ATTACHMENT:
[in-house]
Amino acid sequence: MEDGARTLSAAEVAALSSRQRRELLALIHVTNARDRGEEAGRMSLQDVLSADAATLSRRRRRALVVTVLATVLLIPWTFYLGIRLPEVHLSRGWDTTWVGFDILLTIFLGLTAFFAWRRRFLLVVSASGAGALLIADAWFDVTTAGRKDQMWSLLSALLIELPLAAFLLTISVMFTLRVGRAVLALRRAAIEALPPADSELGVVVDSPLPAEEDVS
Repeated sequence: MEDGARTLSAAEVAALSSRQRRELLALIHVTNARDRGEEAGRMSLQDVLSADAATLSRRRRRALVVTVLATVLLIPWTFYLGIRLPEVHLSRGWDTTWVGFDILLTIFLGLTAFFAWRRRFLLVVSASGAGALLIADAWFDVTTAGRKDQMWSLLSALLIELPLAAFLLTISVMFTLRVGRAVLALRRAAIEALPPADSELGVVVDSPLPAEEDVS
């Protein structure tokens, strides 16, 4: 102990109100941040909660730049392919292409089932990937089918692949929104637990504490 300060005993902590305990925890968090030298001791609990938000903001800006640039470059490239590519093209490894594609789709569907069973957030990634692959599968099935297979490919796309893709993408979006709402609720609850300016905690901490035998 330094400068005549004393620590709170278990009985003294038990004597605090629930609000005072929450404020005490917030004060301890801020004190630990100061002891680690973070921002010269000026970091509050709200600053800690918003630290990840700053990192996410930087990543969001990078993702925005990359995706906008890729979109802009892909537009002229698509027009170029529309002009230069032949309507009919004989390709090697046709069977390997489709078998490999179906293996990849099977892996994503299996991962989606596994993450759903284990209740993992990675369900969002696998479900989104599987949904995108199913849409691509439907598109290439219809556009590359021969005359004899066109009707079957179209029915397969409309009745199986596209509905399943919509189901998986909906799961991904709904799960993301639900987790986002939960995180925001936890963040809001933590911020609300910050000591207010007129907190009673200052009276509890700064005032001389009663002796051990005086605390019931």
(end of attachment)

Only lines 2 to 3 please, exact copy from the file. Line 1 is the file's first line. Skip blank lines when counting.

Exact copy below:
Amino acid sequence: MEDGARTLSAAEVAALSSRQRRELLALIHVTNARDRGEEAGRMSLQDVLSADAATLSRRRRRALVVTVLATVLLIPWTFYLGIRLPEVHLSRGWDTTWVGFDILLTIFLGLTAFFAWRRRFLLVVSASGAGALLIADAWFDVTTAGRKDQMWSLLSALLIELPLAAFLLTISVMFTLRVGRAVLALRRAAIEALPPADSELGVVVDSPLPAEEDVS
Repeated sequence: MEDGARTLSAAEVAALSSRQRRELLALIHVTNARDRGEEAGRMSLQDVLSADAATLSRRRRRALVVTVLATVLLIPWTFYLGIRLPEVHLSRGWDTTWVGFDILLTIFLGLTAFFAWRRRFLLVVSASGAGALLIADAWFDVTTAGRKDQMWSLLSALLIELPLAAFLLTISVMFTLRVGRAVLALRRAAIEALPPADSELGVVVDSPLPAEEDVS